vs. disapproving, disappointed, concerned, alarmed, critical, caustic, appalled

    Degree of aggression

    aggressive, caustic, explosive, violent, critical, disapproving, harsh, embattled

    vs. peaceable, peaceful, gentle, mild, meek

    Attitude to another's success

    envious, jealous

    vs. admiring, congratulatory, celebratory, enthusiastic

    Degree of anger (at another's failing)

    critical, annoyed, angry, frustrated, impatient, disappointed, resentful, hurt, aggravated, outraged, appalled, indignant, disgusted, impotent, vindictive, vengeful, furious

    vs. forgiving, indulgent, understanding, accepting, tolerant

    Attitude to one's own failing

    defensive, self-indulgent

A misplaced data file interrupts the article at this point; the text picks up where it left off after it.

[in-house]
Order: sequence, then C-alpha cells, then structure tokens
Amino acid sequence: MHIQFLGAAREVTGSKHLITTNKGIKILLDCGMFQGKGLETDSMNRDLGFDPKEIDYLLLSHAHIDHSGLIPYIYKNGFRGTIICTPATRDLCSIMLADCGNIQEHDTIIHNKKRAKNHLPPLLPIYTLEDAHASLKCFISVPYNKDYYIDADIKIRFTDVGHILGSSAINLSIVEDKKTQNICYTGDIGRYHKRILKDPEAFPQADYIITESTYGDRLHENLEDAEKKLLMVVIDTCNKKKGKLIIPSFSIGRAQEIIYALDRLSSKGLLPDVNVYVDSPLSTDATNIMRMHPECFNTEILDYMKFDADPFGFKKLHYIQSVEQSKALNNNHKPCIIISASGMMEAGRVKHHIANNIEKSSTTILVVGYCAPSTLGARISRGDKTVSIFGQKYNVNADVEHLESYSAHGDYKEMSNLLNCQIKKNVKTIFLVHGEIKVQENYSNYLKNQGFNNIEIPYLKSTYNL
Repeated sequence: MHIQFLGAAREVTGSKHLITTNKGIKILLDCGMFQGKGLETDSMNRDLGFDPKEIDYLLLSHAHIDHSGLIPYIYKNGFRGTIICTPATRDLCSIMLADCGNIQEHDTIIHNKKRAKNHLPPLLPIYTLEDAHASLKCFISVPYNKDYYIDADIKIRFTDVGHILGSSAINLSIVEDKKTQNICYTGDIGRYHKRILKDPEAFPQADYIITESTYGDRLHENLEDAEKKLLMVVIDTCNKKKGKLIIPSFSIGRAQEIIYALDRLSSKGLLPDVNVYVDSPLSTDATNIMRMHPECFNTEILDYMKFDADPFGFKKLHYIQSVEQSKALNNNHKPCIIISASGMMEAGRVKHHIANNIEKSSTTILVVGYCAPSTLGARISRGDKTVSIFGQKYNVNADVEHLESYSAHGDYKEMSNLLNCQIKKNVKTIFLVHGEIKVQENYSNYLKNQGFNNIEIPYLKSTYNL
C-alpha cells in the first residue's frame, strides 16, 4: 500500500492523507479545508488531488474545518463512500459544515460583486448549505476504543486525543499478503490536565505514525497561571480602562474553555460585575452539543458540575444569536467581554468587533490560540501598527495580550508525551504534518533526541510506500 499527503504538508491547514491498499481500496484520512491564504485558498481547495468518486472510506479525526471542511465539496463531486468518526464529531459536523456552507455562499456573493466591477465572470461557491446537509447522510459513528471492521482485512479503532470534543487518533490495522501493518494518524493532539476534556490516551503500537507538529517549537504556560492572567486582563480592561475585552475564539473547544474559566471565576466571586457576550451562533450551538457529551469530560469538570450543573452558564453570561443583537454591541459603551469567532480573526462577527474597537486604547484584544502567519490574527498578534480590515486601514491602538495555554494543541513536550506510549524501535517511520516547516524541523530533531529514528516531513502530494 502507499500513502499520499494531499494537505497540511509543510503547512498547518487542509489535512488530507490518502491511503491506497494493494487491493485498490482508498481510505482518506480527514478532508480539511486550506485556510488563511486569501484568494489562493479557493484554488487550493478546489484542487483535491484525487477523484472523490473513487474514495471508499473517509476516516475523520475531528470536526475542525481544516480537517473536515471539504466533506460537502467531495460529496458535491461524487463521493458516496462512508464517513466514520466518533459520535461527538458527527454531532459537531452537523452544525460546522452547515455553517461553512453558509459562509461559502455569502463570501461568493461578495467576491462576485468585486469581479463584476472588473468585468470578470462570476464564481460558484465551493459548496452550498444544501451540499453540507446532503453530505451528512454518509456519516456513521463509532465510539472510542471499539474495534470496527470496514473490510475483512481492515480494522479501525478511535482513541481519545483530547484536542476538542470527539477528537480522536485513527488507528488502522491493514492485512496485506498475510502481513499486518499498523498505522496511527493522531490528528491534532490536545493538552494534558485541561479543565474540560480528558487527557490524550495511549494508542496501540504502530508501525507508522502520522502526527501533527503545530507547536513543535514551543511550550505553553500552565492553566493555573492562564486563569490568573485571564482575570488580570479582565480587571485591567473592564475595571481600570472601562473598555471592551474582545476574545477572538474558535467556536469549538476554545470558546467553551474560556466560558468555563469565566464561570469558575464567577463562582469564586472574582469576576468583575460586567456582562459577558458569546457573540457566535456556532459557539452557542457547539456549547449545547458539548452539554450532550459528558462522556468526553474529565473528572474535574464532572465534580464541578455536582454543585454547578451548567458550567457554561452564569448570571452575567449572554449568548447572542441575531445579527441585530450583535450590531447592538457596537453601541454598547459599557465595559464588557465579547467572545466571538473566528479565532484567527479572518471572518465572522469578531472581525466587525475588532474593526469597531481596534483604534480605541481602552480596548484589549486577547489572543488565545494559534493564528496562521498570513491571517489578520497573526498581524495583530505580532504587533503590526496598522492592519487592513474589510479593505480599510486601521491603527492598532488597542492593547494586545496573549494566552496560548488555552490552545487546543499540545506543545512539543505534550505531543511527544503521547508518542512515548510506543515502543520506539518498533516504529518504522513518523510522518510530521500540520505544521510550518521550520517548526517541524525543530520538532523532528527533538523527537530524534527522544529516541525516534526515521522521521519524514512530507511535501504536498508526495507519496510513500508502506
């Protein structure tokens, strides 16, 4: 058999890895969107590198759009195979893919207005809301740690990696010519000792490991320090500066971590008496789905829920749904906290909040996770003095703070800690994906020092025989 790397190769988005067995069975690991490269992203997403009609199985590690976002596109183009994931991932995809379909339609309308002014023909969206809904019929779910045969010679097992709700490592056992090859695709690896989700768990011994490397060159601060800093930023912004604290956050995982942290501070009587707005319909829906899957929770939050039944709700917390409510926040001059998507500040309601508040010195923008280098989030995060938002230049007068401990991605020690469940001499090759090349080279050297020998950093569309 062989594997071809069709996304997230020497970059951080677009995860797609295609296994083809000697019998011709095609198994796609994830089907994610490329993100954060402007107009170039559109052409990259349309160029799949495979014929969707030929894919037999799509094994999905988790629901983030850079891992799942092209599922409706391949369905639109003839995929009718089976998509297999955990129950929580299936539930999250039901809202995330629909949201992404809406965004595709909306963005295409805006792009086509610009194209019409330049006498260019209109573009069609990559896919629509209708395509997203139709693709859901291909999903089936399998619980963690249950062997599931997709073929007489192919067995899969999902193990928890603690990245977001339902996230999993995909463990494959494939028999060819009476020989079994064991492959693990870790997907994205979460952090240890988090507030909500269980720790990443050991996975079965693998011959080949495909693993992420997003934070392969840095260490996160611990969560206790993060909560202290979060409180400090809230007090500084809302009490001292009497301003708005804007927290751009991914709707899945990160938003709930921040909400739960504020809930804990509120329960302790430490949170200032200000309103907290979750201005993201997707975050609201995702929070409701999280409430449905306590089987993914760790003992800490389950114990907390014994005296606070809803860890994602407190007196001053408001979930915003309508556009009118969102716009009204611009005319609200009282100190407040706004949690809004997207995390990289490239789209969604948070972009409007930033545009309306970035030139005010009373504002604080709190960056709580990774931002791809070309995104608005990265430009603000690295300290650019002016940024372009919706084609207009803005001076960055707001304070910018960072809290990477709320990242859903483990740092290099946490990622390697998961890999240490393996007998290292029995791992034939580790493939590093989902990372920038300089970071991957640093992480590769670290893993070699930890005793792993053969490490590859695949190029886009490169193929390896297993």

apologetic, remorseful

    Positive or negative intentions toward others

    benevolent, kind, loving, affectionate, amiable, genial, agreeable, friendly, jovial, encouraging

    vs mean-spirited, mean, malicious, spiteful, cruel, hateful, hating, vengeful

    Degree of emotional connection

    concerned, compassionate, tender, consoling, comforting, sympathetic, empathetic

    vs. apathetic, indifferent, detached, aloof, callous, emotionless

    Degree of calm

    calm, tranquil, serene, unworried, contemplative, meditative, reflective, thoughtful

    vs. agitated, excited, sensational, alarmed, nervous, anxious, obsessive, worried, fearful, frightened, paranoid, frantic, frazzled, desperate, dramatic, disturbed, perturbed

    Degree of hesitation

    cautious, hesitating, reticent, evasive